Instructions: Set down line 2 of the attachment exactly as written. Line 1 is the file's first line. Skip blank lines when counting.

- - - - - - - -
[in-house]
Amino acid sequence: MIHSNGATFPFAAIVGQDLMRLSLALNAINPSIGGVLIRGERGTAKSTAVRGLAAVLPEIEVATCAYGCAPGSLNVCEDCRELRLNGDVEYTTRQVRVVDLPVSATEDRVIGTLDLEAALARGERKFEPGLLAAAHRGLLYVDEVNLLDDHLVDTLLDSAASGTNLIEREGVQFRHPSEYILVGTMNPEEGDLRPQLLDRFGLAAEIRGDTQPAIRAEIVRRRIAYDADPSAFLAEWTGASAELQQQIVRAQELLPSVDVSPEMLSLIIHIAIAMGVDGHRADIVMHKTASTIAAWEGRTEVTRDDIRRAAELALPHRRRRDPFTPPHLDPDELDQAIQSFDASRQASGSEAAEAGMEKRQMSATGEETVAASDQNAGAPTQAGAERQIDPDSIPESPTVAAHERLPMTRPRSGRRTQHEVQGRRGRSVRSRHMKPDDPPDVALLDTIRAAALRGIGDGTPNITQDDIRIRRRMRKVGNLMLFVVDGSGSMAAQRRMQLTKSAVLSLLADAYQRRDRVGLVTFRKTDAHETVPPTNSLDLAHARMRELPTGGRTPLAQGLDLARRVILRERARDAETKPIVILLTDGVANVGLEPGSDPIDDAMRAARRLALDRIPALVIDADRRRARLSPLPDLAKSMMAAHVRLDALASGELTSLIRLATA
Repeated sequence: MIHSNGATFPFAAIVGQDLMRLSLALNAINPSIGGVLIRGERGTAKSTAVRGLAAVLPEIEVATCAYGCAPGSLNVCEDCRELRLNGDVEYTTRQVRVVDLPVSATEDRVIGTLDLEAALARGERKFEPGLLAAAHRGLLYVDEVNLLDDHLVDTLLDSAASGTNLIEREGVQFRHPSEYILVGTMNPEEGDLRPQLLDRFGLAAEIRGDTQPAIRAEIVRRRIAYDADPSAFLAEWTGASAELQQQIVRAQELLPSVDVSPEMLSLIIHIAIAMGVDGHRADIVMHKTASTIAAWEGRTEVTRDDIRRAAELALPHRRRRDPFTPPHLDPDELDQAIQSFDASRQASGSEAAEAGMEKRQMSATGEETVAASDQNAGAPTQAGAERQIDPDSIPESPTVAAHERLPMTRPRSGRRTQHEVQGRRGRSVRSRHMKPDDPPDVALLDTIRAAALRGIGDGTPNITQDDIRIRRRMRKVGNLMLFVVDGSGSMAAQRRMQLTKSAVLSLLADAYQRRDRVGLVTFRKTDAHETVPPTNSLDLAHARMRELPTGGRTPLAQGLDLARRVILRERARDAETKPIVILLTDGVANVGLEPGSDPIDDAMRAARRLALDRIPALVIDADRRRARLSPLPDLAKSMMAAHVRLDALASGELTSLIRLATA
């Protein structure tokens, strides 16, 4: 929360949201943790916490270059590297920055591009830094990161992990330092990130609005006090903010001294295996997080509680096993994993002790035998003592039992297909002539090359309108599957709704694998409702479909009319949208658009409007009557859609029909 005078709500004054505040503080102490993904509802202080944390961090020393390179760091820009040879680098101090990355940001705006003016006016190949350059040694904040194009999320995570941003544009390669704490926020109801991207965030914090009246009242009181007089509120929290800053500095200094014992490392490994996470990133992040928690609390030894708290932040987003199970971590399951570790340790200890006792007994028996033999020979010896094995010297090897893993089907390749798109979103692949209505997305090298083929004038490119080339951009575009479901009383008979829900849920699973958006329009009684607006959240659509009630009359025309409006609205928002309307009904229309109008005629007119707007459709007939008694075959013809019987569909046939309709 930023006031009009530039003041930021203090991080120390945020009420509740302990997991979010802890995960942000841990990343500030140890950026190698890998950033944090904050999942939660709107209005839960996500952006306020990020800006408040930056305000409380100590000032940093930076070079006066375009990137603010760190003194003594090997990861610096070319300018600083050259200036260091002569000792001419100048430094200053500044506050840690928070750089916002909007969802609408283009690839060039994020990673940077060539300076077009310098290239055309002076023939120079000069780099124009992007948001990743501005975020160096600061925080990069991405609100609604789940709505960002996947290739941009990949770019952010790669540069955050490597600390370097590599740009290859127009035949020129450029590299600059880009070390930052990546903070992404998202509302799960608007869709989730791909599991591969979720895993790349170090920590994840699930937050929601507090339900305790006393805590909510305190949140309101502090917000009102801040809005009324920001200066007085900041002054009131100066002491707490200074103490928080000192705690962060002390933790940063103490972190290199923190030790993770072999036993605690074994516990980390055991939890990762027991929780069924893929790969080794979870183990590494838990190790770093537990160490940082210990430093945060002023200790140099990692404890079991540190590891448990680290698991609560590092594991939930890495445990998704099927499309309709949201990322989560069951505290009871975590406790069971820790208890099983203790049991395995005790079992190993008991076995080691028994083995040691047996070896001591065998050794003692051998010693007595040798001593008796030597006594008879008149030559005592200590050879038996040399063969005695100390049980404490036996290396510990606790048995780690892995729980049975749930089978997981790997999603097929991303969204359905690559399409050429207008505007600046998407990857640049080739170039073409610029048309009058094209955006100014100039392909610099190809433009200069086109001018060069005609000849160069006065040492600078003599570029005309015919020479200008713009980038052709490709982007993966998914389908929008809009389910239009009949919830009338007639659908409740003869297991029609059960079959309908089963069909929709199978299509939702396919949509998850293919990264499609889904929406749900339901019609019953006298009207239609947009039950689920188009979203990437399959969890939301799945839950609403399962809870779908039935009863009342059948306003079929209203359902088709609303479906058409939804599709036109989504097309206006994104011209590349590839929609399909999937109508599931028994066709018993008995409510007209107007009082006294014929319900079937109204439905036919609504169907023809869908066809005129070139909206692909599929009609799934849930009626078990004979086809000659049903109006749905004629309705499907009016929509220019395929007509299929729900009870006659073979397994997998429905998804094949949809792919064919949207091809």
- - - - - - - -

Amino acid sequence: MIHSNGATFPFAAIVGQDLMRLSLALNAINPSIGGVLIRGERGTAKSTAVRGLAAVLPEIEVATCAYGCAPGSLNVCEDCRELRLNGDVEYTTRQVRVVDLPVSATEDRVIGTLDLEAALARGERKFEPGLLAAAHRGLLYVDEVNLLDDHLVDTLLDSAASGTNLIEREGVQFRHPSEYILVGTMNPEEGDLRPQLLDRFGLAAEIRGDTQPAIRAEIVRRRIAYDADPSAFLAEWTGASAELQQQIVRAQELLPSVDVSPEMLSLIIHIAIAMGVDGHRADIVMHKTASTIAAWEGRTEVTRDDIRRAAELALPHRRRRDPFTPPHLDPDELDQAIQSFDASRQASGSEAAEAGMEKRQMSATGEETVAASDQNAGAPTQAGAERQIDPDSIPESPTVAAHERLPMTRPRSGRRTQHEVQGRRGRSVRSRHMKPDDPPDVALLDTIRAAALRGIGDGTPNITQDDIRIRRRMRKVGNLMLFVVDGSGSMAAQRRMQLTKSAVLSLLADAYQRRDRVGLVTFRKTDAHETVPPTNSLDLAHARMRELPTGGRTPLAQGLDLARRVILRERARDAETKPIVILLTDGVANVGLEPGSDPIDDAMRAARRLALDRIPALVIDADRRRARLSPLPDLAKSMMAAHVRLDALASGELTSLIRLATA